The risk assessment responds to a number of heightened risks that have become apparent due to the outbreak of COVID and the increased reliance of home working and home study. Guidance is issued via the, educate against hate website: https://educateagainsthate.com/resources/covid-19-prevent-guidance-forschools-and-further-education-providers/ and is grouped into:
• Disinformation – ‘Fake or misleading stories created and shared deliberately, often by a writer who might have a financial or political motive’.
• Misinformation – This also means fake or misleading stories, but in this case the stories may not have been deliberately created or shared with the intention to mislead.
• Conspiracy theories – Conspiracy theories offer a simplifying model for all that cannot be explained or easily understood. They typically involve an ‘alternative’ explanation for an event or situation to those provided by governments and official international bodies, sometimes suggesting a group, individual or organisation is responsible or hiding information from the public. A current concern is associated with anti-vax protesters and campaigners, due to national rollout of COVID vaccines. This may also include misinformation or disinformation.
Staff are required to understand the impact of this online material, which can often be ‘dressed’ as joke emails, videos, blogs to mask the real intent.
Leaders should also be vigilant to staff with strong, but legal views, that may not be in line with medical or government policy – for example anti-vax rhetoric. Whilst Merlin welcomes free speech, it must be conducted in line with British Values and within the rule of law. The guidance also highlights how this material exchange may be transferred during COVID lockdowns/ isolation.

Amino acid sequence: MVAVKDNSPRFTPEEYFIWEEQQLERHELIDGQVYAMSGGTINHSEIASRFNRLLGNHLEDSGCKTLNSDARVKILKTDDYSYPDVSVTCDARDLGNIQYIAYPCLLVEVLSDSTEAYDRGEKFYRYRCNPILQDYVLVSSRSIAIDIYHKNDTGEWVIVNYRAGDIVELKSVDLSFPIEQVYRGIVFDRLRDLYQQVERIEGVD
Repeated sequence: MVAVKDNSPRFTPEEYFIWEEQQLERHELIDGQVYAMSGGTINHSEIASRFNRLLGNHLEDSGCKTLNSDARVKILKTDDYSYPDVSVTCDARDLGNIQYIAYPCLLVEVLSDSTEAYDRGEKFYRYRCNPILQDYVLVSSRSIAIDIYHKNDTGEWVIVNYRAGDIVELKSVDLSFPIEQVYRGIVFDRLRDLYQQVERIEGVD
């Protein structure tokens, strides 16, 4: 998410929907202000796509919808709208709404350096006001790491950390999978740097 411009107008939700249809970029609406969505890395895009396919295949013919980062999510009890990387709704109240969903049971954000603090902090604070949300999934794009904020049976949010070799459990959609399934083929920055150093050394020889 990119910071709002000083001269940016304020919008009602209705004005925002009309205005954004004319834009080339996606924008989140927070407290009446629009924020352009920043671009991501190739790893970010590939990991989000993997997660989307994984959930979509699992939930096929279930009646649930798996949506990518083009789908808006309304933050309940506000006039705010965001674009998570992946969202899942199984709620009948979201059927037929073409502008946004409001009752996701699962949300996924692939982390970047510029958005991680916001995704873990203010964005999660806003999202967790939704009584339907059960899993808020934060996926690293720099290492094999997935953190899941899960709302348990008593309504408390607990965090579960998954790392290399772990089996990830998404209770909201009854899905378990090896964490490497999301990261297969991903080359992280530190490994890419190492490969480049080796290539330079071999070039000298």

• Exposed to misleading and hateful content: Young people may have been exposed to fake stories or conspiracy theories about COVID-19, which attribute blame on minority groups.
• Engaged with extremist individuals: Young people may have become exposed to or engaged with extremist organisations or individuals, especially online.
• Increased vulnerability to radicalisation: COVID-19 may have increased vulnerability to radicalisation as children and young people may feel isolated, anxious, frustrated, and angry. This could increase the resonance of intolerant messaging and appeal of extremist groups or individuals offering explanations for the crisis.
Furthermore, the Commission for Countering-Extremism (CCE) have highlighted the following prominent extremist narratives:
• Antisemitism: Several conspiracies blame the Jewish community for spreading the virus, including claims that COVID-19 is a Jewish plot, either as a hoax or a deliberate creation, to remove civil liberties and impose totalitarian rule. Please note the international definition of antisemitism is available here: https://antisemitism.org/definition/